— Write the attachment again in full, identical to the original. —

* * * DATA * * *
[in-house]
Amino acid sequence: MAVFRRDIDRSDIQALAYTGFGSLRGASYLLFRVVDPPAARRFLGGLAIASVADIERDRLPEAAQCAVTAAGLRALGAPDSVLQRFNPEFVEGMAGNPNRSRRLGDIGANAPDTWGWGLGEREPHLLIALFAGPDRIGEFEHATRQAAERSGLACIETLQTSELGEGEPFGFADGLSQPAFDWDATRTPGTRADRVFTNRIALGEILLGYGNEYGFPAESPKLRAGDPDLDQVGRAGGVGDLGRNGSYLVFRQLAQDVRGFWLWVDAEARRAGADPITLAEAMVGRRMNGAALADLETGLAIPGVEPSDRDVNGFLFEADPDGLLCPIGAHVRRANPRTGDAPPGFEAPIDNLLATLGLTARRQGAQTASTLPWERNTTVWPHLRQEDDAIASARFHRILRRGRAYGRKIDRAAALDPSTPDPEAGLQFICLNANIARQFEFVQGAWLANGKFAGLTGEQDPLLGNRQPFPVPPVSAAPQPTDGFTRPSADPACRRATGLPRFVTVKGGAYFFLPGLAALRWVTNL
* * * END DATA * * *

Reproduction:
[in-house]
Amino acid sequence: MAVFRRDIDRSDIQALAYTGFGSLRGASYLLFRVVDPPAARRFLGGLAIASVADIERDRLPEAAQCAVTAAGLRALGAPDSVLQRFNPEFVEGMAGNPNRSRRLGDIGANAPDTWGWGLGEREPHLLIALFAGPDRIGEFEHATRQAAERSGLACIETLQTSELGEGEPFGFADGLSQPAFDWDATRTPGTRADRVFTNRIALGEILLGYGNEYGFPAESPKLRAGDPDLDQVGRAGGVGDLGRNGSYLVFRQLAQDVRGFWLWVDAEARRAGADPITLAEAMVGRRMNGAALADLETGLAIPGVEPSDRDVNGFLFEADPDGLLCPIGAHVRRANPRTGDAPPGFEAPIDNLLATLGLTARRQGAQTASTLPWERNTTVWPHLRQEDDAIASARFHRILRRGRAYGRKIDRAAALDPSTPDPEAGLQFICLNANIARQFEFVQGAWLANGKFAGLTGEQDPLLGNRQPFPVPPVSAAPQPTDGFTRPSADPACRRATGLPRFVTVKGGAYFFLPGLAALRWVTNL